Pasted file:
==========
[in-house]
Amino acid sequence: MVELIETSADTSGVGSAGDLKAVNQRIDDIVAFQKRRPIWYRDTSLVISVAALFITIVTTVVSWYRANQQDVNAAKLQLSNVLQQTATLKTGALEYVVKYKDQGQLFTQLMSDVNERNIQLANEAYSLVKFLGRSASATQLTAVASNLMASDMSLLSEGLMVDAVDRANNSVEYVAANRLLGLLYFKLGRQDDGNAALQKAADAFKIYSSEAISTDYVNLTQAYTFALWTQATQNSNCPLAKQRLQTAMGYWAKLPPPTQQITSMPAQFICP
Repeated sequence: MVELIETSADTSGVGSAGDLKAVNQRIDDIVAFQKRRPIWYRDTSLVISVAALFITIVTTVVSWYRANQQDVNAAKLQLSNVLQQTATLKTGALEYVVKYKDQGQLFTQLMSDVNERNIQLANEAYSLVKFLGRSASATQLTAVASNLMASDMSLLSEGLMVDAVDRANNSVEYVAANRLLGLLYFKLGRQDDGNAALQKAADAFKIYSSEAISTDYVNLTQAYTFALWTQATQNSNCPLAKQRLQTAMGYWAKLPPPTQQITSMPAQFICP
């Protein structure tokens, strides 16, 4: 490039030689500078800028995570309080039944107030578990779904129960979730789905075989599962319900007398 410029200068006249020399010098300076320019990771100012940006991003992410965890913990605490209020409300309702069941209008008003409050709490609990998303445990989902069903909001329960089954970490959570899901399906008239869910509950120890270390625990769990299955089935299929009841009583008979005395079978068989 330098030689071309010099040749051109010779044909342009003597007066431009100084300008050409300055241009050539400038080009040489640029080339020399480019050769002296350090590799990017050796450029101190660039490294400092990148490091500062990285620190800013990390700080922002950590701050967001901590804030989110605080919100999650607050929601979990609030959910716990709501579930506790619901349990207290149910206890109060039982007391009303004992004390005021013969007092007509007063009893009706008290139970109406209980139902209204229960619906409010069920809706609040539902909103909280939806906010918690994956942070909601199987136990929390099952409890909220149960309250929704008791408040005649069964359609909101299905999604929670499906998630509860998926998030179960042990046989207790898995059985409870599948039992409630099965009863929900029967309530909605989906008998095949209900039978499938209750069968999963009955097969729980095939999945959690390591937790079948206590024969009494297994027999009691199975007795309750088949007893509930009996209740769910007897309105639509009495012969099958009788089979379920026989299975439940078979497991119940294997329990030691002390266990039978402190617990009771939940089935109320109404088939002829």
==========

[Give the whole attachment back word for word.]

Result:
[in-house]
Amino acid sequence: MVELIETSADTSGVGSAGDLKAVNQRIDDIVAFQKRRPIWYRDTSLVISVAALFITIVTTVVSWYRANQQDVNAAKLQLSNVLQQTATLKTGALEYVVKYKDQGQLFTQLMSDVNERNIQLANEAYSLVKFLGRSASATQLTAVASNLMASDMSLLSEGLMVDAVDRANNSVEYVAANRLLGLLYFKLGRQDDGNAALQKAADAFKIYSSEAISTDYVNLTQAYTFALWTQATQNSNCPLAKQRLQTAMGYWAKLPPPTQQITSMPAQFICP
Repeated sequence: MVELIETSADTSGVGSAGDLKAVNQRIDDIVAFQKRRPIWYRDTSLVISVAALFITIVTTVVSWYRANQQDVNAAKLQLSNVLQQTATLKTGALEYVVKYKDQGQLFTQLMSDVNERNIQLANEAYSLVKFLGRSASATQLTAVASNLMASDMSLLSEGLMVDAVDRANNSVEYVAANRLLGLLYFKLGRQDDGNAALQKAADAFKIYSSEAISTDYVNLTQAYTFALWTQATQNSNCPLAKQRLQTAMGYWAKLPPPTQQITSMPAQFICP
């Protein structure tokens, strides 16, 4: 490039030689500078800028995570309080039944107030578990779904129960979730789905075989599962319900007398 410029200068006249020399010098300076320019990771100012940006991003992410965890913990605490209020409300309702069941209008008003409050709490609990998303445990989902069903909001329960089954970490959570899901399906008239869910509950120890270390625990769990299955089935299929009841009583008979005395079978068989 330098030689071309010099040749051109010779044909342009003597007066431009100084300008050409300055241009050539400038080009040489640029080339020399480019050769002296350090590799990017050796450029101190660039490294400092990148490091500062990285620190800013990390700080922002950590701050967001901590804030989110605080919100999650607050929601979990609030959910716990709501579930506790619901349990207290149910206890109060039982007391009303004992004390005021013969007092007509007063009893009706008290139970109406209980139902209204229960619906409010069920809706609040539902909103909280939806906010918690994956942070909601199987136990929390099952409890909220149960309250929704008791408040005649069964359609909101299905999604929670499906998630509860998926998030179960042990046989207790898995059985409870599948039992409630099965009863929900029967309530909605989906008998095949209900039978499938209750069968999963009955097969729980095939999945959690390591937790079948206590024969009494297994027999009691199975007795309750088949007893509930009996209740769910007897309105639509009495012969099958009788089979379920026989299975439940078979497991119940294997329990030691002390266990039978402190617990009771939940089935109320109404088939002829």